Pentagon's Austin Holds First Call With Chinese Counterpart Amid Rising Concerns Over Beijing–Moscow Partnership

Pentagon's Austin Holds First Call With Chinese Counterpart Amid Rising Concerns Over Beijing–Moscow Partnership
U.S. Secretary of Defense Lloyd Austin responds to questions during a House Armed Services Committee hearing in Washington on Sept.29, 2021. (Rod Lamkey/Pool via Reuters)
Andrew Thornebrooke

U.S. Secretary of Defense Lloyd Austin spoke with his counterpart in China for the first time on April 20, after more than a year in his position. The call came amid increasing global concern over the Chinese Communist Party's (CCP) partnership with Russia and its continued threats against Taiwan.

Austin requested the meeting with his counterpart, Chinese National Defense Minister Gen. Wei Fenghe, after months of failed attempts to speak with Gen. Xu Qiliang, who's the CCP's highest-ranking general, the Associated Press reported.

According to a statement from the Pentagon, Austin intended for the call to be a follow-up to the virtual meeting between President Joe Biden and Chinese leader Xi Jinping in March. Biden threatened unnamed "consequences" during that meeting should Xi support the invasion of Ukraine with material support for Russia.

"Secretary Austin and General Wei discussed U.S.–PRC defense relations, regional security issues, and Russia’s unprovoked invasion of Ukraine," the Pentagon's readout states, referring to the acronym for the People's Republic of China.

The Sino–American relationship has become strained to what is arguably its lowest point amid the Chinese regime's escalating military harassment of self-ruled Taiwan, its continued suppression of ethnic and religious minorities, and newly revealed allegations that the CCP engaged in a series of attempts to stalk, intimidate, and attack U.S. citizens on American soil.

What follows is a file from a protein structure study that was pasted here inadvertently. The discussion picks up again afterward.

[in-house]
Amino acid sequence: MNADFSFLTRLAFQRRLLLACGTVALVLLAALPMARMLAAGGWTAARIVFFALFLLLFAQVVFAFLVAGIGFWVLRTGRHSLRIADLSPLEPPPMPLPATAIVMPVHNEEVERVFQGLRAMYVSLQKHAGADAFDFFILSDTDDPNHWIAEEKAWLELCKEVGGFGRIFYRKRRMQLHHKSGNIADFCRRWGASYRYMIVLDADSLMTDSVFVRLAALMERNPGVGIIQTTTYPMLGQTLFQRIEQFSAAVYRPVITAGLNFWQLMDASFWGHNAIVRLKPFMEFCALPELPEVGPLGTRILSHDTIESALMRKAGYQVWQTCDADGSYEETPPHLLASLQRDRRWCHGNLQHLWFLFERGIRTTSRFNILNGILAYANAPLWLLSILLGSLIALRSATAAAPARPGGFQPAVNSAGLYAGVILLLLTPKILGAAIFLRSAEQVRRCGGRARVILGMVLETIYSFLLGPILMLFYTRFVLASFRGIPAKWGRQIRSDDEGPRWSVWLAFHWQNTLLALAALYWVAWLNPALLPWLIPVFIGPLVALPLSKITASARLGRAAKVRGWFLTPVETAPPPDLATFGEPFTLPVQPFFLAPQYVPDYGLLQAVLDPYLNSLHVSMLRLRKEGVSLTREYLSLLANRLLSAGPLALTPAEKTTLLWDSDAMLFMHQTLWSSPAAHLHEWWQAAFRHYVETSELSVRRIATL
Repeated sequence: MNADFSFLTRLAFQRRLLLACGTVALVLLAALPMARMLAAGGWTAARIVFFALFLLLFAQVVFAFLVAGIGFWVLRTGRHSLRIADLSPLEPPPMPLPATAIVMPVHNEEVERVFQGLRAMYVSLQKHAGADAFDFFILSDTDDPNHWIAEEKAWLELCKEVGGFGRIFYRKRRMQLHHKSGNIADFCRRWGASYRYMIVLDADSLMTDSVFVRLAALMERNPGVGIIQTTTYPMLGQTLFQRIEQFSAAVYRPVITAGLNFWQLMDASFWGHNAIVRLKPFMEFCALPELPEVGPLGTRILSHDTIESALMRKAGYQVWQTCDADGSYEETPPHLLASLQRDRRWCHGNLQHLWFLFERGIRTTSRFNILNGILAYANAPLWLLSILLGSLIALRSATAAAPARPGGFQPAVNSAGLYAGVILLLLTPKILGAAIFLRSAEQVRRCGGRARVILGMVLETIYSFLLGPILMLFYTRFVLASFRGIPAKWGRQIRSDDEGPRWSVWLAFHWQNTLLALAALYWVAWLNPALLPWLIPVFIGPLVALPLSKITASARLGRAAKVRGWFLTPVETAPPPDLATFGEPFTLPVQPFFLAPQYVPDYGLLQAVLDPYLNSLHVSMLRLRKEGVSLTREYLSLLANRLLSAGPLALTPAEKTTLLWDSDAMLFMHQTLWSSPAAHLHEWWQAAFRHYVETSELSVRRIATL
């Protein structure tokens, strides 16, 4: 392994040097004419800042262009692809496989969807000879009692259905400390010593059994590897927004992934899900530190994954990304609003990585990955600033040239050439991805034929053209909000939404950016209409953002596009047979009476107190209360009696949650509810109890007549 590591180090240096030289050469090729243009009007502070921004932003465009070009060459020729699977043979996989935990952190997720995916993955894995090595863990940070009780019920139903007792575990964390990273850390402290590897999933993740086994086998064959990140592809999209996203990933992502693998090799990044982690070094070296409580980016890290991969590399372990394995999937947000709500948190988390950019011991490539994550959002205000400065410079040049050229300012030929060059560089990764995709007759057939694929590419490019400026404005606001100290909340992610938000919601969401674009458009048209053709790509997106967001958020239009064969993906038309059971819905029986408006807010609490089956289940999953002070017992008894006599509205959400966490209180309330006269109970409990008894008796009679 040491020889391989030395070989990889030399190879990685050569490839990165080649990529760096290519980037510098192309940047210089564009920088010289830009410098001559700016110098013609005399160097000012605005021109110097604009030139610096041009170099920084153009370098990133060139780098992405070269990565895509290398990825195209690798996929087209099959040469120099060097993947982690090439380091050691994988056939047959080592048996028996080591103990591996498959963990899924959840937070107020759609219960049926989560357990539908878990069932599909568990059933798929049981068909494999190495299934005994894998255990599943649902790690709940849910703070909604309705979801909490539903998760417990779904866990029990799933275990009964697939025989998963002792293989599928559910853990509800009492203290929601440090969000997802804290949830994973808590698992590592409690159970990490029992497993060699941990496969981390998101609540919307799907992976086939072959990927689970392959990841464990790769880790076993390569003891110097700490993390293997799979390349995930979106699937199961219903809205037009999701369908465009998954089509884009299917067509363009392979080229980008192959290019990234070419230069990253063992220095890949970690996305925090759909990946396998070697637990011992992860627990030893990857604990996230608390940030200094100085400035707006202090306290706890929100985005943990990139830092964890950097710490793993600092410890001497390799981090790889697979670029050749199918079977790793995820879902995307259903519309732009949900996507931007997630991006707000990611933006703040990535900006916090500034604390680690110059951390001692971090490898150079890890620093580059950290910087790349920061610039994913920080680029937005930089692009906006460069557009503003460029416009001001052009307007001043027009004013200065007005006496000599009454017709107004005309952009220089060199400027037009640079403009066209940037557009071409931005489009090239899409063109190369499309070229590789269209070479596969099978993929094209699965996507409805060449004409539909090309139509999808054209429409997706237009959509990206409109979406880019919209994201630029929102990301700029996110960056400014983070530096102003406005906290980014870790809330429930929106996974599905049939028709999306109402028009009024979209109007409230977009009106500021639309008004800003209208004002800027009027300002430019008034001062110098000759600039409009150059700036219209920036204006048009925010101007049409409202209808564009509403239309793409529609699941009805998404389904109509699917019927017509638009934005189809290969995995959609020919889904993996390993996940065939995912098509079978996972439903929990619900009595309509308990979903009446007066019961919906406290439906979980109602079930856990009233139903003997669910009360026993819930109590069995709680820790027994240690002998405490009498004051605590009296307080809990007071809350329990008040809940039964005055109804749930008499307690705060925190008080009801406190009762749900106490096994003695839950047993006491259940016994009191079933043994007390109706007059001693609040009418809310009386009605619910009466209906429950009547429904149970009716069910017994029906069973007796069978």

According to the AP, Austin raised concerns with Wei over the CCP's continued campaign of intimidation against Taiwan, in which Chinese military aircraft frequently enter Taiwan's air defense identification zone, thus demanding that the Taiwanese military scramble jets in response.

Compounding the tensions is the CCP's relationship with Russia. Although the regime in Beijing has made superficial attempts to distance itself from Russia's invasion of Ukraine, it has declared that international financial sanctions against Russia have no legal basis and has worked to shore up trade relations with the nation, even as global leaders warn the CCP of dire economic consequences should it continue on its current path.

A statement from Beijing regarding Austin and Wei's call used the occasion to reassert the CCP's claim that Taiwan is part of China and to threaten a further worsening of tensions should the United States not bow to the regime's wishes on the subject.

"If the Taiwan issue were not handled properly, it would have a damaging impact on Sino–U.S. relations," Wei said, according to a statement published by the defense ministry.

Taiwan has been self-governed since the inconclusive cessation of hostilities in the Chinese Civil War in 1949. It has never been controlled by the CCP. The communist regime has vowed to bring the island under its control, by force if necessary.

Andrew Thornebrooke is a national security correspondent for The Epoch Times covering China-related issues with a focus on defense, military affairs, and national security. He holds a master's in military history from Norwich University.